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Deepl translator

Has anyone tried it?

https://www.deepl.com/translator

Google translate is really bad sometimes…

It isn’t a browser plug-in, and like google translate it sends the text to some remote computer for the translation. To use it you highlight the text and press control-c twice.

Not sure I would have chosen that key combination but you need to be of a certain age to appreciate the funny side

Administrator
Shoreham EGKA, United Kingdom

We use it extensively at work, where we have frequently updated content which needs to be presented in 5 languages, fast. We used to have it done by humans, then humans correcting a Google translate, and now Deepl. We’ve found the mistakes are usually no worse than what a non native but reasonably fluent writer would make, especially if you’re careful about the initial text. It has cut the time for that stage in our process from about 5 hours to 1 second.

EGTF, LFTF

Peter wrote:

Has anyone tried it?

https://www.deepl.com/translator

I just did with passages from a newspaper article about politics and from an air accident investigation, both in German. It is amazingly good, but occasionally makes basic mistakes like translating German “von der Kanzlerin persönlich” to “by the Chancellor himself” rather than “herself”. Also some very minor mistakes in nuances like translating “zu sinken” with “to sink” rather than “to descend”.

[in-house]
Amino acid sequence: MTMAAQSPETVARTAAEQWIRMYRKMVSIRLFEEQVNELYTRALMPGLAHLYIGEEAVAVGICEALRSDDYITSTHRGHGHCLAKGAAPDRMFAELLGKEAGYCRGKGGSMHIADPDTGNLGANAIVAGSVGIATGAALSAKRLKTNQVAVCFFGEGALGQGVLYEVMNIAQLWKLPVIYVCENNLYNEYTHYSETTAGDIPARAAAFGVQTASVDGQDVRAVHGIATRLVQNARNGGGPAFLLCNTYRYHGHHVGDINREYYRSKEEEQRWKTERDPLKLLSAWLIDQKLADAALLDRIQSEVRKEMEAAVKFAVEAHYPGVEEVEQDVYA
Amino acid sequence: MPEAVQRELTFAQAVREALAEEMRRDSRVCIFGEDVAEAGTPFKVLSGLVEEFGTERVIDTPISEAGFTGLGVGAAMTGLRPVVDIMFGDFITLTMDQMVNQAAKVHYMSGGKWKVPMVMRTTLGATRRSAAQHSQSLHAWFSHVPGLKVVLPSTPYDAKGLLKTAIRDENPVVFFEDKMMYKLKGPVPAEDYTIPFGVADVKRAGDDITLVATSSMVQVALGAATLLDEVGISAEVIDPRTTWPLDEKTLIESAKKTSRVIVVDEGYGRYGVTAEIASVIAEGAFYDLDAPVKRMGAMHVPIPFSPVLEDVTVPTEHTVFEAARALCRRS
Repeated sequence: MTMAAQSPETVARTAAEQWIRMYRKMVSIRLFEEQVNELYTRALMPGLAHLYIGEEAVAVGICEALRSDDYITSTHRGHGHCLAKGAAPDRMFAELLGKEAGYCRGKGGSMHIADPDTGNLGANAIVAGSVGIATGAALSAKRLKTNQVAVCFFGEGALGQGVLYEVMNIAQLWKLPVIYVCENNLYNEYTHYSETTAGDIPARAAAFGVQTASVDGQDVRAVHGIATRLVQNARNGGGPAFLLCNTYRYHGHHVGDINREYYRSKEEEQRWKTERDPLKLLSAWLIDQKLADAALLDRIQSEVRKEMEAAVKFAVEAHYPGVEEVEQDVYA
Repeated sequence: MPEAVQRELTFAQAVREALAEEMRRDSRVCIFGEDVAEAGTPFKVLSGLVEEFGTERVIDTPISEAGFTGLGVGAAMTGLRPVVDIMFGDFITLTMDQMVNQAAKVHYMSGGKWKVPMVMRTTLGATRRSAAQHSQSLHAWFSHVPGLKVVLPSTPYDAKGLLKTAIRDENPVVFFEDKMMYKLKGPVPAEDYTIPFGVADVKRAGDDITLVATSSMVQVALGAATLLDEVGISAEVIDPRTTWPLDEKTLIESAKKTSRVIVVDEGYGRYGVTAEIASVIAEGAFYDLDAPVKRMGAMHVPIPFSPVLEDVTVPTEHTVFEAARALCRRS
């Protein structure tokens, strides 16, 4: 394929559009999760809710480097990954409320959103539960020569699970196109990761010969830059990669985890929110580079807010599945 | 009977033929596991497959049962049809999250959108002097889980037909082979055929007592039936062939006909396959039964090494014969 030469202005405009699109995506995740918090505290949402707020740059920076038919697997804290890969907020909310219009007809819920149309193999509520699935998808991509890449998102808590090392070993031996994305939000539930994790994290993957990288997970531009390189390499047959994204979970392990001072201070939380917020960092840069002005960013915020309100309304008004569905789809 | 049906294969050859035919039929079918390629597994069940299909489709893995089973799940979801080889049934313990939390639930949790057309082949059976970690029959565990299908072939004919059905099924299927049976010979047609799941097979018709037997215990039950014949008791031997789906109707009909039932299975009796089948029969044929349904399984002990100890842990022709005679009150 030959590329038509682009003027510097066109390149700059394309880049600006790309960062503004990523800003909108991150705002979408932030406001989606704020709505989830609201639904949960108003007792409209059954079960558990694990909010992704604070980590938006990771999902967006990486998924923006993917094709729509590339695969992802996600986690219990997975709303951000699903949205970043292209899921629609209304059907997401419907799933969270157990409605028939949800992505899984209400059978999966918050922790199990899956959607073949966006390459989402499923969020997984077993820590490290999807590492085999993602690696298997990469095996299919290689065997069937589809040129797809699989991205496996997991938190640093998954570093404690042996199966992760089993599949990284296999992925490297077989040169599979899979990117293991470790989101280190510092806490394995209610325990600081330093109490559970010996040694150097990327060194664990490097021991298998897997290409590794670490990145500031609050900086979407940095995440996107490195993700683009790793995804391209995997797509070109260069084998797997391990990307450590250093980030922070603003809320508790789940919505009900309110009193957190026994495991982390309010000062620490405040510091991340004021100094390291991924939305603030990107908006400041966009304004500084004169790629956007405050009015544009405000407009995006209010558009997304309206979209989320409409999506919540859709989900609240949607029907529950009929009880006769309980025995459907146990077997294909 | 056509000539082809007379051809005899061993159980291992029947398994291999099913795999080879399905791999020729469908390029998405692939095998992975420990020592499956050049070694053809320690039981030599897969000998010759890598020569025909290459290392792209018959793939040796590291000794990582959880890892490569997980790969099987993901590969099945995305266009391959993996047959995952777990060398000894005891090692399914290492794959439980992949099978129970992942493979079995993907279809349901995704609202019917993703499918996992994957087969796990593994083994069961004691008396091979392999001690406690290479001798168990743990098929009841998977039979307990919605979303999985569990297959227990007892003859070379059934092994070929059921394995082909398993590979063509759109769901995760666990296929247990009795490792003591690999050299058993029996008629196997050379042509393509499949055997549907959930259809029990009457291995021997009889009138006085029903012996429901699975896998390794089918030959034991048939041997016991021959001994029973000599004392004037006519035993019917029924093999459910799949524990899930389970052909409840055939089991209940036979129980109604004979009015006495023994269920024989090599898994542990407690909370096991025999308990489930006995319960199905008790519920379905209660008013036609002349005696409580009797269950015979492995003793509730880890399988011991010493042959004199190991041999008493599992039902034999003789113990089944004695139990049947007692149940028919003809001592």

But I’ll certainly use this web site in the future rather than Google translate when translating one of the languages it supports. Thanks for the tip!

ESKC (Uppsala/Sundbro), Sweden

They also have an API, which you can connect to the MS Office suite.

EGTF, LFTF

As a professional translator with 35 years’ experience, I am critical of all machine translation – Google, Deepl, whatever. It has all but supplanted cheap human translation, especially when you only need the gist of the source text, but it is prone to making dangerous mistakes from time to time. Worse yet, these mistakes are often counterintuitive from the human point of view, and the better machine translation becomes on average, the more it lulls the reader into trusting it and dropping the guard for possible mistranslations. It’s fine if you use it for the daily news (and in fact, such translations usually turn out very good indeed), but if you are translating something like clinical trial documentation, it becomes risky. The problem with machine translation is that it cannot understand the source text, it can only fake this understanding. Like a mediocre student, it would solve standard problems easily but fail on unusual ones. Also, its quality is inherently limited by the quality of the samples it is trained on, and most parallel texts available for training are far from perfect. From time to time, I am asked to edit machine translation output allegedly generated by dedicated translation engines trained on the specific subject. I take a look… and refuse, because it is indeed fairly easy to make such texts look nice, but fixing them properly takes more time than translating the source text from scratch. One exception in favour of machine translation is highly standardised texts – for example, many answers to a questionnaire, or a set of manuals for MS WIndows. However, even for such texts, you need a huge training base – my educated guess is on the order of 1 million words of high-quality translation, which is quite expensive, so it only makes sense for huge projects.